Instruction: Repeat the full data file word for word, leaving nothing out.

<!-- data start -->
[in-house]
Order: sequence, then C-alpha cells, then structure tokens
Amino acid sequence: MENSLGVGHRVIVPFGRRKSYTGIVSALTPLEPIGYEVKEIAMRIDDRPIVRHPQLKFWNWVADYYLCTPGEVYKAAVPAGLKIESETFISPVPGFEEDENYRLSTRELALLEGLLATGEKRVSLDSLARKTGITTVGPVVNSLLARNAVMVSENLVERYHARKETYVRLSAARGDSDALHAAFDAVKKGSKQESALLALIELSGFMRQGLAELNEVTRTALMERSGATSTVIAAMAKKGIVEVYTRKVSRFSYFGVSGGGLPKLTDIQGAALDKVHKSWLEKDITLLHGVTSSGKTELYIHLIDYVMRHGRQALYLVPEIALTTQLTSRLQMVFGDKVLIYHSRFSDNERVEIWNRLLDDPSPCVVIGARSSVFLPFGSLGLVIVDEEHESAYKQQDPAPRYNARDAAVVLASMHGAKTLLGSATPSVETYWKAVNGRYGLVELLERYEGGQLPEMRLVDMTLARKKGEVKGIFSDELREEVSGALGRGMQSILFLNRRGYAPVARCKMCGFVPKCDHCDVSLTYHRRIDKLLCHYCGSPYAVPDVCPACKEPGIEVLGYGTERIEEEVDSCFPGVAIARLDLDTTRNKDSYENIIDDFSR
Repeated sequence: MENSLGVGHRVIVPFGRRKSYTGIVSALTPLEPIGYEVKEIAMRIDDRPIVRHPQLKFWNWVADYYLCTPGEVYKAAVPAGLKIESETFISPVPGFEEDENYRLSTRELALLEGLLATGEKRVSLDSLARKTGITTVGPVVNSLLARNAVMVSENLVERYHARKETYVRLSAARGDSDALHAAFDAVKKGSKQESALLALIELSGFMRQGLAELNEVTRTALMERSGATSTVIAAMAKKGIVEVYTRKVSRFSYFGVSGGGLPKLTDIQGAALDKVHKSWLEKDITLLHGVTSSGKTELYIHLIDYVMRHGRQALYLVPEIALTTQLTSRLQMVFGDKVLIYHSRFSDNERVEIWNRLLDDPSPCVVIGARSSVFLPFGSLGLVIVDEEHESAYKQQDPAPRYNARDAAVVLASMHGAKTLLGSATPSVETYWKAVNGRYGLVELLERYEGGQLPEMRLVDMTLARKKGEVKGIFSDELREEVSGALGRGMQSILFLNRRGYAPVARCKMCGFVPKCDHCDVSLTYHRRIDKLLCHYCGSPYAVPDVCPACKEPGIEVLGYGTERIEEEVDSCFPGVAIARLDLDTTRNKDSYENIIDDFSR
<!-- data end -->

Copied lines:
[in-house]
Order: sequence, then C-alpha cells, then structure tokens
Amino acid sequence: MENSLGVGHRVIVPFGRRKSYTGIVSALTPLEPIGYEVKEIAMRIDDRPIVRHPQLKFWNWVADYYLCTPGEVYKAAVPAGLKIESETFISPVPGFEEDENYRLSTRELALLEGLLATGEKRVSLDSLARKTGITTVGPVVNSLLARNAVMVSENLVERYHARKETYVRLSAARGDSDALHAAFDAVKKGSKQESALLALIELSGFMRQGLAELNEVTRTALMERSGATSTVIAAMAKKGIVEVYTRKVSRFSYFGVSGGGLPKLTDIQGAALDKVHKSWLEKDITLLHGVTSSGKTELYIHLIDYVMRHGRQALYLVPEIALTTQLTSRLQMVFGDKVLIYHSRFSDNERVEIWNRLLDDPSPCVVIGARSSVFLPFGSLGLVIVDEEHESAYKQQDPAPRYNARDAAVVLASMHGAKTLLGSATPSVETYWKAVNGRYGLVELLERYEGGQLPEMRLVDMTLARKKGEVKGIFSDELREEVSGALGRGMQSILFLNRRGYAPVARCKMCGFVPKCDHCDVSLTYHRRIDKLLCHYCGSPYAVPDVCPACKEPGIEVLGYGTERIEEEVDSCFPGVAIARLDLDTTRNKDSYENIIDDFSR
Repeated sequence: MENSLGVGHRVIVPFGRRKSYTGIVSALTPLEPIGYEVKEIAMRIDDRPIVRHPQLKFWNWVADYYLCTPGEVYKAAVPAGLKIESETFISPVPGFEEDENYRLSTRELALLEGLLATGEKRVSLDSLARKTGITTVGPVVNSLLARNAVMVSENLVERYHARKETYVRLSAARGDSDALHAAFDAVKKGSKQESALLALIELSGFMRQGLAELNEVTRTALMERSGATSTVIAAMAKKGIVEVYTRKVSRFSYFGVSGGGLPKLTDIQGAALDKVHKSWLEKDITLLHGVTSSGKTELYIHLIDYVMRHGRQALYLVPEIALTTQLTSRLQMVFGDKVLIYHSRFSDNERVEIWNRLLDDPSPCVVIGARSSVFLPFGSLGLVIVDEEHESAYKQQDPAPRYNARDAAVVLASMHGAKTLLGSATPSVETYWKAVNGRYGLVELLERYEGGQLPEMRLVDMTLARKKGEVKGIFSDELREEVSGALGRGMQSILFLNRRGYAPVARCKMCGFVPKCDHCDVSLTYHRRIDKLLCHYCGSPYAVPDVCPACKEPGIEVLGYGTERIEEEVDSCFPGVAIARLDLDTTRNKDSYENIIDDFSR